What…what just happened?
Grizzly II: The Concert just happened, that’s what.
Where to begin? Grizzly II was filmed in Hungary in 1983. It was never finished, for reasons that will quickly become apparent. For 25 years, it was a rumour, a whisper in the wind, a folk tale spoken of in hushed reverence around the campfire. Then, like a messenger from heaven, some plucky soul unleashed the workprint on an unsuspecting internet.
The world will never be the same again.
There’s no way to conventionally review a film like this, so here’s a rough approximation of my state of mind as I watched GRIZZLY II…
The film begins. Above, you can see the title card.
THERE IS NO TITLE CARD. Take a good look at that black screen. You’re going to be seeing it a lot. That screen will become your best friend and your worst enemy. Every time the killer bear should appear on screen, that’s all you’re going to see.
Embrace the nothingness. It’s all you’re going to get.
There’s a concert. Michael Jackson’s Wanna Be Startin’ Something is playing. People are dancing, wearing bad shirts.
Think that’s bad? Get a load of this.
A man is attacked in the forest by a bear with a roar like a looped foghorn.
Cut back to the concert. Michael Jackson’s Beat It plays. We learn that “a great deal depends on the success of this concert”.
We never learn why.
In the background, Wanna Be Startin’ Something plays again.
Oh shit, it’s Louise Fletcher from One Flew Over the Cuckoo’s Nest! What’s she doing here?
In the background, Michael Jackson’s Billie Jean.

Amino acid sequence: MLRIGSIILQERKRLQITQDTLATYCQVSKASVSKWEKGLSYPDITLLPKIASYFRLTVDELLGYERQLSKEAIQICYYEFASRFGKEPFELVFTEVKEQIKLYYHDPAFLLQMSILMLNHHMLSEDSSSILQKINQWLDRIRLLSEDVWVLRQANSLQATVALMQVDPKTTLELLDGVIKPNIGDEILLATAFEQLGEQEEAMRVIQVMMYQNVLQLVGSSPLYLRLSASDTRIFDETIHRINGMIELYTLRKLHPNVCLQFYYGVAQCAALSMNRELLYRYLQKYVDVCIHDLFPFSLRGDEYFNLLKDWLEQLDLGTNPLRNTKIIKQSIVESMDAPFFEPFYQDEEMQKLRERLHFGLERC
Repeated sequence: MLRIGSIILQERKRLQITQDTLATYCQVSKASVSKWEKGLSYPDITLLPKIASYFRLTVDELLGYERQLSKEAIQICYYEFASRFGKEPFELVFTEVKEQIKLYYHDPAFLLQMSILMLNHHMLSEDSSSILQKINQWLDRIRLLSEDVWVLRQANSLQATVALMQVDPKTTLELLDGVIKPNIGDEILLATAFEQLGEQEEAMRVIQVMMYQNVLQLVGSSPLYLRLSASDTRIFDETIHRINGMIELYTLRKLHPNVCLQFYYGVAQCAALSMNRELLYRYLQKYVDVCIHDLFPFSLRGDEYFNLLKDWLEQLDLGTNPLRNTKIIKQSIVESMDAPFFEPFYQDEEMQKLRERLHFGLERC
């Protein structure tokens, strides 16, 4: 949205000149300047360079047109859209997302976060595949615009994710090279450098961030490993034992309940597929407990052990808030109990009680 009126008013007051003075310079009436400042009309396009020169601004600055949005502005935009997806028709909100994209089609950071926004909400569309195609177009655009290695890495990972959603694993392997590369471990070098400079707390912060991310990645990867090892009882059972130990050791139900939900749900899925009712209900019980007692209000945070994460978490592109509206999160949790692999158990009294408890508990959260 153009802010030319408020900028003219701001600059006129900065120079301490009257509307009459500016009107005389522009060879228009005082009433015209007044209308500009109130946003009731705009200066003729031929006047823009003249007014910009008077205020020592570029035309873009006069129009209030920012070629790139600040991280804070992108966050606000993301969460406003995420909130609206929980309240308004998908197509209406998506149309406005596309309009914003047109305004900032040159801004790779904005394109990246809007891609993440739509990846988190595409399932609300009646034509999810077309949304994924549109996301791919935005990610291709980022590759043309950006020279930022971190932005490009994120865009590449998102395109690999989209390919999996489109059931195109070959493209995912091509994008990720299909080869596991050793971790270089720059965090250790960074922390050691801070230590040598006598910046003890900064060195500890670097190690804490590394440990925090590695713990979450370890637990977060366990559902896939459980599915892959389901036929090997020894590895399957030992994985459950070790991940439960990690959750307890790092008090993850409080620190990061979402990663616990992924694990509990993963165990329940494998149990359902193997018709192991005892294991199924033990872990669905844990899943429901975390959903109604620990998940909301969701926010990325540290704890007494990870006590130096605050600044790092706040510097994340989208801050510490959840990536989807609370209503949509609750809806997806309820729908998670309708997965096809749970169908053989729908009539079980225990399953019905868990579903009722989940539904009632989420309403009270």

You check the time. 16 minutes in.
A sign warns of Bear Danger. Not just some area is closed, no sir.
All area is closed.
A helicopter appears on the horizon. In one unbroken 3 minute shot, it lands. This is why film editing is important.
There’s a lady in her pants. I think I recognise her.
Oh shit, it’s Laura Dern from Jurassic Park! And wait a minute, that’s George Clooney! Moments later, they are ripped apart by a bear, offscreen.
Their friend appears. Oh shit, it’s Charlie Sheen!
It’s night. A man is jogging.
Suddenly, it’s day. This touchy feely couple is father and daughter. The dialogue borders on the inappropriate.
Dad: ‘You’re a gofer. Gofer this. Gofer that. You gofer your old man?’
Daughter: ‘Yeah, in a big way.’
Dad: ‘Give me a kiss.’
Am I dreaming?
Oh shit, it’s Charles Cyphers, the sheriff from John Carpenter’s Halloween!
Back to the gig. It’s Wanna Be Startin’ Something again.
Is this what it’s like to be dead?
Bouchard the bear trapper is introduced, carrying a tree. We are told he is French-Canadian. Five minutes later, we are told he is French-Indian.
Nothing makes sense anymore.
Oh shit, it’s John Rhys-Davies, Gimli from Lord of the Rings!
He’s doing the same accent he used as Sallah from Raiders of the Lost Ark.
It’s the concert again. There’s a full five minute music video. From hereon in, most of the film is song and dance numbers.
A full day has passed. That man is still jogging.
Now he’s onstage, wearing a tin foil suit.
Oh shit, it’s the bear! And we’re only an hour and twenty minutes in!
Gimli attacks the bear and is thrown onto a spike. He dies.
Five minutes later, he’s alive again.
Then he’s thrown onto the spike again.
By this point, the film has become a series of outtakes, crudely spliced together. We hear the director shout cut.
There is no sound. Then there’s sound. A man is on fire.
Suddenly, the bear is trapped in the lighting rig, dead.
The audience applauds, thinking it’s part of the show.
I get to my feet and applaud too.
Won’t you join me?
WHAT BORIS THOUGHT: Boris slept through the whole film. But that’s okay, we all gotta sleep, man.
OVERALL: This is less of a movie, more of a psychotronic experience. Conventional ratings do not apply. Therefore, I give this film 1 paw out of 1. Make of that what you will.